Design Research Seminar #4 Autumn 2013
- 11 November, 2013, 14:00 – 15:00
- Grupperom vest
Discussion of John Shotter’s article “Knowledge in transition: The role of prospective, descriptive concepts in a practice-situated, hermeneutical-phronetic social science”.
What is special about our everyday activities is that they occur within the ceaseless flow of many unfolding strands of spontaneously responsive, living activity. This requires us to adopt a kind of fluid, process thinking, a shift from thinking of events as occurring between things existing as separate entities prior to their interaction, to events occurring within a continuously unfolding, holistic but stranded flow of events, with no clear, already existing boundaries to be found anywhere – a flow of events occurring within intraactions in which we ourselves are also immersed. Bringing the nature of these flowing processes to light requires the use of concepts of a kind very different from the well-defined concepts expressive of theories or models. I have called them prospective, descriptive concepts, and below I explore their nature and their use in characterizing how our surroundings can influence the unfolding shape of our utterances and other expressions within them.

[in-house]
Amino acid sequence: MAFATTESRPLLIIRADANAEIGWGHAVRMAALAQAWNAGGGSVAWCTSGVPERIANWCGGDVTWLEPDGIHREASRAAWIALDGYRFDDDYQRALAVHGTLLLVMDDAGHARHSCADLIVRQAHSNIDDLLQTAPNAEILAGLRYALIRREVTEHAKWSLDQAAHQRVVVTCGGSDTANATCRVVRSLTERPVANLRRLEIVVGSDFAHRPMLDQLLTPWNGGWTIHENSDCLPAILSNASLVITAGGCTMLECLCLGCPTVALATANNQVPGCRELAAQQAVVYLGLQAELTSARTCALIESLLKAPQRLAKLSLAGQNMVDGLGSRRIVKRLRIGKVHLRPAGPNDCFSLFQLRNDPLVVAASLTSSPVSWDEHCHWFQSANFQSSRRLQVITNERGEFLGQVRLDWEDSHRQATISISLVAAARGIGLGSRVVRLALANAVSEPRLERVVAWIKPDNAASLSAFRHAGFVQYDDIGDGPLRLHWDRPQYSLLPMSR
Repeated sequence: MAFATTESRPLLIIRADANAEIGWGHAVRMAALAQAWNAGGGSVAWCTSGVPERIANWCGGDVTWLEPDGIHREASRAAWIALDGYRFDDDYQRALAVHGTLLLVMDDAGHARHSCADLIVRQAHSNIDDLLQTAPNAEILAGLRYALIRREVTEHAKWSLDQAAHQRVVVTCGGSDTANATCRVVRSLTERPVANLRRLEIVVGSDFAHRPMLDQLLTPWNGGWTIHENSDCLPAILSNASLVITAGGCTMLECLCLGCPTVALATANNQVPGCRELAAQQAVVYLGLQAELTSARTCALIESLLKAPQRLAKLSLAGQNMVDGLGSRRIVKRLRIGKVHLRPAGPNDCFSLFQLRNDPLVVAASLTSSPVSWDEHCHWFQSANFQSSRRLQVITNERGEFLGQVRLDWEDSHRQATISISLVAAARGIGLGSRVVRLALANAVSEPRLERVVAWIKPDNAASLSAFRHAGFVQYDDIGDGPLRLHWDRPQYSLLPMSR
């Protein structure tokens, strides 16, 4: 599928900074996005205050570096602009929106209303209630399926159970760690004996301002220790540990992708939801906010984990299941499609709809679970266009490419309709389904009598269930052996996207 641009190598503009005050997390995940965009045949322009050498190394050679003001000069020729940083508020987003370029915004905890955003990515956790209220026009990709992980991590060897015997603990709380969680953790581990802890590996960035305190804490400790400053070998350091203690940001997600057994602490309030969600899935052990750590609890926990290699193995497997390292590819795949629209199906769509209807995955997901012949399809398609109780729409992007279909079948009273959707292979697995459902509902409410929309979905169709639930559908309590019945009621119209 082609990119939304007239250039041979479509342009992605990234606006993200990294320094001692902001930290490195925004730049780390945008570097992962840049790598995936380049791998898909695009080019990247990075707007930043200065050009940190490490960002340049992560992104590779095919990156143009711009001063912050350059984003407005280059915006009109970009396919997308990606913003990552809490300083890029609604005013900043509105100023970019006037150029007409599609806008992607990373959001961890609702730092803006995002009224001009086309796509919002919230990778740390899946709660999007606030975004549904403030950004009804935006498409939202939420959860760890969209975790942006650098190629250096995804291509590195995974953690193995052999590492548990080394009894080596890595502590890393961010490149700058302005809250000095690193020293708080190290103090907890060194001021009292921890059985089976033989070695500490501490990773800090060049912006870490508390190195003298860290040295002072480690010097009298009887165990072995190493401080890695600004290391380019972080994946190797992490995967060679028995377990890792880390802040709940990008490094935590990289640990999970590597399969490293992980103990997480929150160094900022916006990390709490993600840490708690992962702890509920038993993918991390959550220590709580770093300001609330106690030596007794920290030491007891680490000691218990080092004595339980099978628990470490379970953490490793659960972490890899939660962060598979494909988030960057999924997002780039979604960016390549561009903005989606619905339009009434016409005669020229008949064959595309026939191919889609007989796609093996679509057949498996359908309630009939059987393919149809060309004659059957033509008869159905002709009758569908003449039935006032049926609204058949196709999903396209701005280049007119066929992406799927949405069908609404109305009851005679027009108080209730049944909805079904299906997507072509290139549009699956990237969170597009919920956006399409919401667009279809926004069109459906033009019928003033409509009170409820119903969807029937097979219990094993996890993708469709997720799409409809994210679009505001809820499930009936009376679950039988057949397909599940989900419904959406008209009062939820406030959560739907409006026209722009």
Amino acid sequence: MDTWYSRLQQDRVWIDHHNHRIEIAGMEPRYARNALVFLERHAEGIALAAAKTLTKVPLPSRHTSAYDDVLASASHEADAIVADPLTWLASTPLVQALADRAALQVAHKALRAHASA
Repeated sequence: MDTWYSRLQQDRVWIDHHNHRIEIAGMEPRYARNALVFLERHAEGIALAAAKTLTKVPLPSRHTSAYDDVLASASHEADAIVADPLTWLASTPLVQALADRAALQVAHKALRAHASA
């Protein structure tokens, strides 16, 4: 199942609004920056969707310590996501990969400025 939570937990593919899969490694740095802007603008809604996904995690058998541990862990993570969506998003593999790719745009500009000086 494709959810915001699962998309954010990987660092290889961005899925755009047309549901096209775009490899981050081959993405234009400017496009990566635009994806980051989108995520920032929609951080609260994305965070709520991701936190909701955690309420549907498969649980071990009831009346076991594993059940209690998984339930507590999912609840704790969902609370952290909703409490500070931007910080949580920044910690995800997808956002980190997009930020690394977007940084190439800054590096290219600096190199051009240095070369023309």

John Shotter (2011): “Knowledge in transition: The role of prospective, descriptive concepts in a practice-situated, hermeneutical-phronetic social science,” Management learning, 43(3), 245-260.